Well, of course. You make my argument. You had said that it was too late to freeze human development at the stage of evolution it had reached prior to the Enlightenment. I responded that it is always human nature to be able to delete customs that are not good in favor of those that are, and pointed out that while the political ideas of the Enlightenment still get a lot of lip service these days, they have long been cheated of anything like a full embrace. As you say, the 20th century was full of backlash against the political philosophy of the Founding Fathers. And the same thing is happening now to the liberal Establishment of our own day, as a new counterculture, orthogonal both to modernism and postmodernism, begins here and there to simmer and boil.

      The liberal Establishment seems today like an impervious monolith. But no matter how powerful and immovable they seem, political orders can vanish in a fortnight, as we saw with the sudden evaporation of the Warsaw Pact, a mammoth juggernaut, in the last couple weeks of 1989.

      So long as we still have life, are free and potent, it is never too late to turn from wickedness and live.

      • I am confused about how you can assert that social constructs actually in use do have a basis in reality if you aren’t sure what “a basis in reality” means.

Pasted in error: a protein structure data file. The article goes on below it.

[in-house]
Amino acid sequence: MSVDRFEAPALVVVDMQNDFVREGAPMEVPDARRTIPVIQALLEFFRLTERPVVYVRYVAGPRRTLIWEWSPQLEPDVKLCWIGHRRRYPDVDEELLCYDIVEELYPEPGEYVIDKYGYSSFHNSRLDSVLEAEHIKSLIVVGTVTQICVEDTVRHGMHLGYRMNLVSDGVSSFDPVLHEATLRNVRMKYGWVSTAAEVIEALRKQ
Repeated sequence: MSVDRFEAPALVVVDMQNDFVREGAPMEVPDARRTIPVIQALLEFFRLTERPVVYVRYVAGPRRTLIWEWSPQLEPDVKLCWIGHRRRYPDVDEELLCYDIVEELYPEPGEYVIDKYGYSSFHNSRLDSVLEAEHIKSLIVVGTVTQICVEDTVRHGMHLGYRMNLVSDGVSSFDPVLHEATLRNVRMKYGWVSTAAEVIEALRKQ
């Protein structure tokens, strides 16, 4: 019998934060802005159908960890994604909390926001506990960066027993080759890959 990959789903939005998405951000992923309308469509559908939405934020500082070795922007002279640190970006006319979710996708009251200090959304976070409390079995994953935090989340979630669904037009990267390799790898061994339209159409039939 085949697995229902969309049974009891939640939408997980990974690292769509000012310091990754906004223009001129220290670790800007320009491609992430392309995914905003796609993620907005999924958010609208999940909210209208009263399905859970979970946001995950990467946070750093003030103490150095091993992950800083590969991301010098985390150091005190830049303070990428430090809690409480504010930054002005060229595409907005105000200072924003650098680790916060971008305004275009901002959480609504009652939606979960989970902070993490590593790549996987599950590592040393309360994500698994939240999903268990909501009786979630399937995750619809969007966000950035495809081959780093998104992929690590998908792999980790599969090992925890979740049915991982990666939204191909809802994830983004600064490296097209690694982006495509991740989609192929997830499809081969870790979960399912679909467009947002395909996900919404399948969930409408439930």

Well, I don՚t know exactly what you mean by it, but I am fairly sure that actual social constructs: (1) are a part of reality (2) reflect other aspects of reality (3) have causal effects on reality. In contrast with your pink unicorns, people adopt them because they have utility.

        people propose all sorts of social constructs that don’t have any such basis, such as Milly’s proposal that all men “deserve equal recognition.”

        It՚s a moral principle, which reflects and emphasizes commonalities and universals among humans, which are quite real. It՚s aso a rather fundamental principle of American law. Of course there are absurd interpretations of it as well, since humans aren՚t identical and don՚t all deserve equal recognition for their strength or brilliance. Like with “freedom”, I suspect you know perfectly well what it means and what its “basis in reality” is. It՚s the same basis that religions run on, that all humans no matter how wretched are endowed with a soul, so I՚m surprised that it is unpopular here, but then I can never tell whether you folks are followers of Jesus or Nietzsche.

        “it is good and proper to do x” – which can disagree with the reality that x is in fact not a good or proper thing to do. Simple.

        Simple and of course begging the question under discussion (moral realism).

        The question is whether social constructs are created or discovered.

        Well, probably a mixture of both (or rather, it՚s a false dichotomy). Anyway, “social construction” certainly emphasizes the creation side.

        If the former, then we may contravene them without scruple, and do no wrong thereby, for they exert no more sway over our lives than an adventitious decision whether to add milk to our coffee for a change.

        I think you are confusing creativity with arbitrariness, which means you have a very poor theory of creativity.

        They insist that what we call “morality” is really just totally arbitrary convention; that, i.e., it isn’t really morality at all